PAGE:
Ethical Quadrants?

There may only be 4 learning quadrants but there is a great deal of technique and methodology in each quadrant or in combination. We have endless options for how to influence, reinforce or punish behaviors. With so many options, approaches and techniques perfected and advertised by different trainers, how do we determine the ethical value of each? It’s important to remember that ethics are not a clear cut, yes/no, they are measured fluidly based on every aspect of the situation. Including the external environment, the individuality of the learner, the trainer, the speed at which the behavior must be changed, the purpose of the behavior, whether it’s for the animal or human’s benefit, safety, or just for fun. There are so many pieces to consider there is never a clear divide between what is and isn’t ethical.

So first, what is our basis for our ethics? What is good or bad ethics?

I try to measure my ethics of animal training based on, “How does this impact the animal’s quality of life?” my aspiration is to always be improving their quality of life. So the ethical value decreases as it takes away from the animal’s QoL, and increases in ethical value as it increases the learner’s QoL. So when I look at a trainer’s techniques or approach to animal training I think of how this is supporting the physical and emotional wellbeing of my animal.

So if we are measuring the ethical value of behavior modification from how it impacts the life of the learner, we need to start at the top – before we even get to the training part. We need to start with the animal’s physical and emotional health, ensuring all their needs are met, medically and nutritionally. Also taking a good hard look at their lifestyle, are they being kept in a species-appropriate way? Given the ability to live and thrive, expressing their natural behaviors.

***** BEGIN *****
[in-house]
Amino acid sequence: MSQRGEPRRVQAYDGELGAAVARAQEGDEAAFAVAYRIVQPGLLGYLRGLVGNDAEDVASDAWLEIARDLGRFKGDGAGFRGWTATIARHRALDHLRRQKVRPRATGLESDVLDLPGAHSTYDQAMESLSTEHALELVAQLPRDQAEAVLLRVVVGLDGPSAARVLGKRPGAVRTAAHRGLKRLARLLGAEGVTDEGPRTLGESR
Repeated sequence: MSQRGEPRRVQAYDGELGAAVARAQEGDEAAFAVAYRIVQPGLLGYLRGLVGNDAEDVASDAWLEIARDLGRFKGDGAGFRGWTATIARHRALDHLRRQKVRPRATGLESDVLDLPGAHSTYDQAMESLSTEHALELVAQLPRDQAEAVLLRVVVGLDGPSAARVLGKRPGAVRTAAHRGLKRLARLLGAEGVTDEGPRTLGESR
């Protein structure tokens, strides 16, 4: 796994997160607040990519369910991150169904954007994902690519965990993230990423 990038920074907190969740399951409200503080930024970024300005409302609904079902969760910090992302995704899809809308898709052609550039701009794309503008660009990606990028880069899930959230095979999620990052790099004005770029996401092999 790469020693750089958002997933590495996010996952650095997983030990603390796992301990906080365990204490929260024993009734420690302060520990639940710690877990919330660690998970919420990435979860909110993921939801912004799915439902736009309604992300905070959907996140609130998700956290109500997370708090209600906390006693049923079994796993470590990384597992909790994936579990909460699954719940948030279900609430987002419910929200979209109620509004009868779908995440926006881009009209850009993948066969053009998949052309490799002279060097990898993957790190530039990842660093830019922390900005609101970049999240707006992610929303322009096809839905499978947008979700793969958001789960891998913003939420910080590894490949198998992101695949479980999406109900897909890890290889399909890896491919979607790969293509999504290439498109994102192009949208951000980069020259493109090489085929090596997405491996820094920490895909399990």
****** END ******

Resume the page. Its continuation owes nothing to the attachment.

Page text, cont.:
From there if there we need to split the behaviors into 2 categories, behaviors we want to happen more or happen less. Remember horses aren’t doing “good” or “bad” behaviors, they are doing behaviors that “work” or “don’t work” for them. So while we may dislike a behavior, it doesn’t make them “bad”, if they keep happening it’s because it “works” for the horse. So we must start by influencing the environment, arranging the antecedents, to make the choices we like easier than the choices we dislike. For example – the horse is scratching their big bum on the fence, we dislike this as it’s expensive and a lot of work to replace the broken boards. We can arrange some antecedents, like by providing a big brush stand that the horses prefer to scratch on. Providing an appropriate outlet for their behavior. Get creative when thinking up ways to influence the behavior by arranging the environment.

But this only works for behaviors the horses are naturally doing on their own. What about behaviors we want them to do in cooperation with us? Behaviors like participating in their care? Engaging in games, sports, or even riding? From here we need to look at actual behavior training approaches. So we need to assess the behaviors based on who and what is this for? In teaching these behaviors are they just for me to have fun? Are they fun for both of us? Something good and healthy for them, but they may not love to do on their own (exercise or mild medical things)? Something they MUST do for their wellbeing, but they don’t want to (medical needs)? Is this for their or our safety? So how important is it that these behaviors happen for them or for me? These questions will help us determine how far is it worth pushing to deal with this particular situation.